Why the man who helped launch the coffee pod revolution now 'feels bad' about it

Keurig Green Mountain made $US4.7 billion in revenue last year.

Much of that money came thanks to K-Cups, the coffee-in-a-pod system invented by cofounder John Sylvan.

He knew he had a hit on his hands when he was figuring out the pod mechanism back in the ’90s.

“It’s like a cigarette for coffee, a single-serve delivery mechanism for an addictive substance,” he tells the Atlantic.

But Syvlan, who sold his stake in the company for $US50,000 back in 1997, doesn’t own the machine.

“I don’t have one,” he says. “They’re kind of expensive to use … plus it’s not like drip coffee is tough to make.”

Yet the mix of ease and addictiveness has made Keurig and its peers massively — and quickly — successful:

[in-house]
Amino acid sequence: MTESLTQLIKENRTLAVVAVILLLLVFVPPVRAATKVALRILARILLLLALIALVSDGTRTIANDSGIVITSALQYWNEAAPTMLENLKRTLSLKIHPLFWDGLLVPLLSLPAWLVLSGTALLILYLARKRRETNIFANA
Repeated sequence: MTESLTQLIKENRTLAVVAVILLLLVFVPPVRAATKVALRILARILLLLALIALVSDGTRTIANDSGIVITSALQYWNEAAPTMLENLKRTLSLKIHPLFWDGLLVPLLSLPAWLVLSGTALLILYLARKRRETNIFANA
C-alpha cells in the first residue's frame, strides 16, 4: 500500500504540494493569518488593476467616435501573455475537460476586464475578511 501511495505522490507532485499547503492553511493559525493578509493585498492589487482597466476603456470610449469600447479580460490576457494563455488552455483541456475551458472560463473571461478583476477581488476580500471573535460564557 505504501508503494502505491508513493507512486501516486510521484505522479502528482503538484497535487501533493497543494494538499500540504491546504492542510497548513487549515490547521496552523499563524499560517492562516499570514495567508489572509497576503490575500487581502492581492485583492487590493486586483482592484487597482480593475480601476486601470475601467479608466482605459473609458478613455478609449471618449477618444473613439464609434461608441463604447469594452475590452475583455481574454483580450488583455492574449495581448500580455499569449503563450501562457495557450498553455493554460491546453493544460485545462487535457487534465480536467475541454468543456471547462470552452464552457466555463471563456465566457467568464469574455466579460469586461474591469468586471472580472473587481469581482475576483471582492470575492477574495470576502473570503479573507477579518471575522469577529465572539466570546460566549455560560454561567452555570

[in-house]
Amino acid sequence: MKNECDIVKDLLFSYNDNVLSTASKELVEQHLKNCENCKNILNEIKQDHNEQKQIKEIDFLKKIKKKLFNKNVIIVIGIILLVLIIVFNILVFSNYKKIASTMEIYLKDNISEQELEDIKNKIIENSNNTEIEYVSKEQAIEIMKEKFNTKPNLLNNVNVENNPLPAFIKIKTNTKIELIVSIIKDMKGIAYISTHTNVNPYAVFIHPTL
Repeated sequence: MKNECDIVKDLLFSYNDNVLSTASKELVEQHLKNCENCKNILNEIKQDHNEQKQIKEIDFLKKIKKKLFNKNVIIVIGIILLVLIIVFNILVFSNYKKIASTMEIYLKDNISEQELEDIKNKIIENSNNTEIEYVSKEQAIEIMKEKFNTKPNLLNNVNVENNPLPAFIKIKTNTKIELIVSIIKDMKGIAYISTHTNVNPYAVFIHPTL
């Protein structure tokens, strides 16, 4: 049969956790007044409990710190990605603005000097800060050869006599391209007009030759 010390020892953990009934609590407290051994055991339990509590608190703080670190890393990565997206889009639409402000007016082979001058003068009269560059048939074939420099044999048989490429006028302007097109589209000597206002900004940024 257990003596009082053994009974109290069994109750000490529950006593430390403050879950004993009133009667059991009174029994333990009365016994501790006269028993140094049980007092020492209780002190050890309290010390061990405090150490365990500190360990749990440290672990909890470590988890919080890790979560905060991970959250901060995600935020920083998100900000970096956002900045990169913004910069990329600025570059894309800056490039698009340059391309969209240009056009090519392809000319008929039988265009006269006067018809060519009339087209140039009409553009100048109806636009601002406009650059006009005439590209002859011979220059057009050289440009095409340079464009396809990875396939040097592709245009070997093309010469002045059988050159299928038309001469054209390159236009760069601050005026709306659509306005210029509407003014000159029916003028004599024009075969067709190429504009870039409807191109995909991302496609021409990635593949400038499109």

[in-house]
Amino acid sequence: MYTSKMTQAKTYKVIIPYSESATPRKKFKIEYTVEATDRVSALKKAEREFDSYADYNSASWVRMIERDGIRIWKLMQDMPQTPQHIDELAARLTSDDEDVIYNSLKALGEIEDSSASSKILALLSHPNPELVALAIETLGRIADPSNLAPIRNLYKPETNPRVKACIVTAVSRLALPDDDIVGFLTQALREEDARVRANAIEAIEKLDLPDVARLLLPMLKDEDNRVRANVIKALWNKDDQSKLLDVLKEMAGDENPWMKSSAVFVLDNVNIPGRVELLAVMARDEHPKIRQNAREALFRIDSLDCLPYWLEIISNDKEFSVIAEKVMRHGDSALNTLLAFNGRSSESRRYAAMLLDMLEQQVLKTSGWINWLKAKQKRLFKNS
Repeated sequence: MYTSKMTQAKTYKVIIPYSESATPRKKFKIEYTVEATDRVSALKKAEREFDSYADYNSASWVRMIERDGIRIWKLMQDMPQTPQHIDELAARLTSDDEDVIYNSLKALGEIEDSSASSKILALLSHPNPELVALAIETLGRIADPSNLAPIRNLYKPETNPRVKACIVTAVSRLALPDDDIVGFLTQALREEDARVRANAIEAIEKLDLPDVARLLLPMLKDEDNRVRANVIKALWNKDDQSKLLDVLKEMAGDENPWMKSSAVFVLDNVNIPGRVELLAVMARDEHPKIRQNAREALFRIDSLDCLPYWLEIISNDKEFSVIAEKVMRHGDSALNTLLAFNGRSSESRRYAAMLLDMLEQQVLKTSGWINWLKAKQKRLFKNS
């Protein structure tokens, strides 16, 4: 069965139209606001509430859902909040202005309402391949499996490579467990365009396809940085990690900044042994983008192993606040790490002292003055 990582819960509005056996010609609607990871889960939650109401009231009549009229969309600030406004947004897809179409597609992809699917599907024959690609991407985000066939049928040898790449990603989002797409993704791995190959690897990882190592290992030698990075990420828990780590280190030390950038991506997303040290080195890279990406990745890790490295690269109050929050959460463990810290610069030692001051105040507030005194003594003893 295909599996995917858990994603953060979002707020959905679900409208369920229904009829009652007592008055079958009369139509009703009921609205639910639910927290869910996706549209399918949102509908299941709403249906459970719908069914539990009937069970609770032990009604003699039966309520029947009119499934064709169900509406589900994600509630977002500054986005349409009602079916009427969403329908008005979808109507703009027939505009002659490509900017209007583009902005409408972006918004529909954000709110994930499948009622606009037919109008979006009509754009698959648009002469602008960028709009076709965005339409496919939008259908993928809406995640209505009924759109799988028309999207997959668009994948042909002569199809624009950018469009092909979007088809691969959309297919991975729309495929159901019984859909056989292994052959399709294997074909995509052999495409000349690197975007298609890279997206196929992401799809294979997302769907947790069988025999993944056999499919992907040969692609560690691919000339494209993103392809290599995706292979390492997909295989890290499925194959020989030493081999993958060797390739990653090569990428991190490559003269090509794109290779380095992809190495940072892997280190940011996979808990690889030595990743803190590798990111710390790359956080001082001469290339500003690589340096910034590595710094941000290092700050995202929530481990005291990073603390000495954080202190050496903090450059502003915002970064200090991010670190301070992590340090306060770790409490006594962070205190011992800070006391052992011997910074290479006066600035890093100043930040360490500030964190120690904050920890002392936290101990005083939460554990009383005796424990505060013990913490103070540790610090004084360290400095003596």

In 2008 only 1.8 million coffee pod machines were sold in the US. In 2013 11.6 million were sold.

• A 2013 poll found that 1 in 3 Americans have a single-serve coffeemaker either at home or at work.

• If all the K-cups that were sold in 2014 were laid end-to-end, the Atlantic reports, it would be enough to circle the Earth more than 10 times.

“[Coffee pods are] the poster-child dilemma of the American economy,” beverage consultant James Ewell said in an interview. “People want convenience, even if it’s not sustainable.”

So Sylvan’s creation is both a blessing and a curse.

The product is everywhere.

And its waste is, too, thanks to the fact that the cups are almost impossible to recycle.

“I feel bad sometimes that I ever [invented the K-Cup],” Sylvan said.

Today, Sylvan’s work is very much environmental — he runs ZonBak, a solar company that claims to make the most cost-efficient solar panel in the world.

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